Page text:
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World

EU Parliament President David Sassoli dies at age 65

BRUSSELS — David Sassoli, the Italian journalist who worked his way up in politics while defending the downtrodden and repressed to become president of the European Union's parliament, died at a hospital in Italy early Tuesday, his spokesperson said.

EU Council President Charles Michel called Sassoli a "sincere and passionate European. We already miss his human warmth, his generosity, his friendliness and his smile."

No details were provided in a tweet by spokesperson Roberto Cuillo. Sassoli, a 65-year-old socialist, had been hospitalized since Dec. 26 due to abnormal functioning of his immune system, Cuillo said in a statement released the day before Sassoli's death.

Sassoli had been struggling for months with poor health after he suffered pneumonia caused by the legionella bacteria in September. His health steadily declined afterward and he was forced to miss several important legislative meetings. Yet, as much as possible, he stayed on the job, where his vigor and easy smile were a trademark. He was at his strongest when he took up the cause of migrants who died crossing the Mediterranean or dissidents such as Alexei Navalny, who is taking on the Kremlin from a jail cell.

Over the past months, he improved enough to preside over a European Parliament session in December to give the EU's main human rights award, the Sakharov Prize, to Navalny's daughter. High in symbolism, it became his political testament.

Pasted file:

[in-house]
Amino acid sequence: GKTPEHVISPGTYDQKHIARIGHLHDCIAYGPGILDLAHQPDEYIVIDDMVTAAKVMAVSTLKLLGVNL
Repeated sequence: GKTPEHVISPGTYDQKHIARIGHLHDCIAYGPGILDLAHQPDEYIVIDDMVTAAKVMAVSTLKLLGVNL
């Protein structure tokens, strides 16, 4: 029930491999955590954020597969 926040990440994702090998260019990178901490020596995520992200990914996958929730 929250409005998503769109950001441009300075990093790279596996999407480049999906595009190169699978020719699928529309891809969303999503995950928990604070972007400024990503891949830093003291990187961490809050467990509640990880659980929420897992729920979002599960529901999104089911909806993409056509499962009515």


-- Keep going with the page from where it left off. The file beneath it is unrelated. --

"In the final week of December there was a worsening of the illness, and then the final days of his battle," Cuillo told Italy's Sky TG24.

He is survived by his wife, Alessandra Vittorini, and his children, Livia and Giulio.

Sassoli came to lead the legislature in 2019 following an intricate bout of political infighting among EU leaders which also saw German Christian Democrat Ursula von der Leyen become EU Commission President and Belgian free-market liberal Michel take the job as EU Council president.

Even if he was often overshadowed by von der Leyen and Michel, Sassoli led an institution which has become ever more powerful over the years and has become instrumental in charting the course of the European Union in many sectors, be it the digital economy, climate or Brexit.

The European Parliament represents the EU's 450 million citizens and refers to itself as "the heart of European democracy." It has more than 700 members directly elected by its member nations.

"I am deeply saddened by the terrible loss of a great European & proud Italian," von der Leyen said on Twitter. "David Sassoli was a compassionate journalist, an outstanding President of the European Parliament and, first & foremost, a dear friend."

He was just as respected in Italy. The head of Italy's Democratic Party and a longtime friend, Enrico Letta, praised Sassoli's European passion and vision and vowed to carry them forward, though "we know we're not up to it."

In a tweet, Letta called Sassoli "someone of extraordinary generosity, a passionate European" and a man of "vision and principles, theoretical and practical."

Another former Italian premier of the center-left, Paolo Gentiloni, called his death a "terrible loss."

"I will always remember his leadership, his passion, his generous friendship. #CiaoDavid," Gentiloni tweeted.

Sassoli was first elected to the European Parliament in 2009. He won another term in 2014 and served as its vice president. He started out as a newspaper journalist before entering broadcasting as a high-profile presenter in Italy. It was a stepping stone for his political career.

He had considered running for the second part of the five-year term which starts next week, but decided not to run for reelection when lawmakers choose their new president in Strasbourg, France.

Roberta Metsola, the Christian Democrat who was already set to take over from Sassoli next week, said "I am heartbroken. Europe has lost a leader, I have a lost a friend, democracy has lost a champion." She said Sassoli "dedicated his life to making the world a better, fairer place."

Copyright 2022 NPR. To see more, visit https://www.npr.org.